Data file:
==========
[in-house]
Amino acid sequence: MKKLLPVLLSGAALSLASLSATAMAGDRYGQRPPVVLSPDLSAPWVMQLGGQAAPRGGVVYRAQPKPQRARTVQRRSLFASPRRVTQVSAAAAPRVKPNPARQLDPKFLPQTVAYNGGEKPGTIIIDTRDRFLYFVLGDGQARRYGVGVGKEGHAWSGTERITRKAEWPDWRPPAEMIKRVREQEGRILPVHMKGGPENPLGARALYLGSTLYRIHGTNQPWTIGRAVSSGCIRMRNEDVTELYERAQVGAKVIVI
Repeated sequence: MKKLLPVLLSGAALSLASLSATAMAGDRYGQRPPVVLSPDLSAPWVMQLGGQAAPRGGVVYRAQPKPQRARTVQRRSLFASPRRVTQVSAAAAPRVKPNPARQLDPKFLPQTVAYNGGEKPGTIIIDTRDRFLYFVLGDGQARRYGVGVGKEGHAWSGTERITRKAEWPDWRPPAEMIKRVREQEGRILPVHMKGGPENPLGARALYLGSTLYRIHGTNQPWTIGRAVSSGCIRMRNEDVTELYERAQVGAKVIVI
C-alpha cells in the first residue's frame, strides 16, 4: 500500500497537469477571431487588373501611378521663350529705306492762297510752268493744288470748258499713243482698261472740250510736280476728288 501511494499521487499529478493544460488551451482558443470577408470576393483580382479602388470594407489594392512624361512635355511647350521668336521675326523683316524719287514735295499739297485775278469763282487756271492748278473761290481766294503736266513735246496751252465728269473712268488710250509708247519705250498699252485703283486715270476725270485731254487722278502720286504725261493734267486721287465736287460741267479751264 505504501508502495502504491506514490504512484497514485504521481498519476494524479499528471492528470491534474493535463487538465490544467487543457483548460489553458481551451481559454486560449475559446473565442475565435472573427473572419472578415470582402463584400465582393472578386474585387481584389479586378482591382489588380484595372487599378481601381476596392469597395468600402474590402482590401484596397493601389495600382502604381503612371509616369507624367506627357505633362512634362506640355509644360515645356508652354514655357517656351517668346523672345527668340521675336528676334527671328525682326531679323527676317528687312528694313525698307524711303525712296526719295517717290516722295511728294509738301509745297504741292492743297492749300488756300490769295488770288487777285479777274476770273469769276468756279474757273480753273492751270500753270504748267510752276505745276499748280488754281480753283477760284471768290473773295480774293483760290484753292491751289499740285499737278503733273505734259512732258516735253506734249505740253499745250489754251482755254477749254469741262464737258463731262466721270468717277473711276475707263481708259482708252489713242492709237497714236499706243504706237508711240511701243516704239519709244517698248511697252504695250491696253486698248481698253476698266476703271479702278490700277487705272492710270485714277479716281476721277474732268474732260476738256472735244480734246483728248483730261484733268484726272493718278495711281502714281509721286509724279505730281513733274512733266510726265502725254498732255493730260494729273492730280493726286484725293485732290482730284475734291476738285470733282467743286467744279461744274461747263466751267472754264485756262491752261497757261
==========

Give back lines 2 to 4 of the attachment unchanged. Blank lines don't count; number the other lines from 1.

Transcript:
Amino acid sequence: MKKLLPVLLSGAALSLASLSATAMAGDRYGQRPPVVLSPDLSAPWVMQLGGQAAPRGGVVYRAQPKPQRARTVQRRSLFASPRRVTQVSAAAAPRVKPNPARQLDPKFLPQTVAYNGGEKPGTIIIDTRDRFLYFVLGDGQARRYGVGVGKEGHAWSGTERITRKAEWPDWRPPAEMIKRVREQEGRILPVHMKGGPENPLGARALYLGSTLYRIHGTNQPWTIGRAVSSGCIRMRNEDVTELYERAQVGAKVIVI
Repeated sequence: MKKLLPVLLSGAALSLASLSATAMAGDRYGQRPPVVLSPDLSAPWVMQLGGQAAPRGGVVYRAQPKPQRARTVQRRSLFASPRRVTQVSAAAAPRVKPNPARQLDPKFLPQTVAYNGGEKPGTIIIDTRDRFLYFVLGDGQARRYGVGVGKEGHAWSGTERITRKAEWPDWRPPAEMIKRVREQEGRILPVHMKGGPENPLGARALYLGSTLYRIHGTNQPWTIGRAVSSGCIRMRNEDVTELYERAQVGAKVIVI
C-alpha cells in the first residue's frame, strides 16, 4: 500500500497537469477571431487588373501611378521663350529705306492762297510752268493744288470748258499713243482698261472740250510736280476728288 501511494499521487499529478493544460488551451482558443470577408470576393483580382479602388470594407489594392512624361512635355511647350521668336521675326523683316524719287514735295499739297485775278469763282487756271492748278473761290481766294503736266513735246496751252465728269473712268488710250509708247519705250498699252485703283486715270476725270485731254487722278502720286504725261493734267486721287465736287460741267479751264 505504501508502495502504491506514490504512484497514485504521481498519476494524479499528471492528470491534474493535463487538465490544467487543457483548460489553458481551451481559454486560449475559446473565442475565435472573427473572419472578415470582402463584400465582393472578386474585387481584389479586378482591382489588380484595372487599378481601381476596392469597395468600402474590402482590401484596397493601389495600382502604381503612371509616369507624367506627357505633362512634362506640355509644360515645356508652354514655357517656351517668346523672345527668340521675336528676334527671328525682326531679323527676317528687312528694313525698307524711303525712296526719295517717290516722295511728294509738301509745297504741292492743297492749300488756300490769295488770288487777285479777274476770273469769276468756279474757273480753273492751270500753270504748267510752276505745276499748280488754281480753283477760284471768290473773295480774293483760290484753292491751289499740285499737278503733273505734259512732258516735253506734249505740253499745250489754251482755254477749254469741262464737258463731262466721270468717277473711276475707263481708259482708252489713242492709237497714236499706243504706237508711240511701243516704239519709244517698248511697252504695250491696253486698248481698253476698266476703271479702278490700277487705272492710270485714277479716281476721277474732268474732260476738256472735244480734246483728248483730261484733268484726272493718278495711281502714281509721286509724279505730281513733274512733266510726265502725254498732255493730260494729273492730280493726286484725293485732290482730284475734291476738285470733282467743286467744279461744274461747263466751267472754264485756262491752261497757261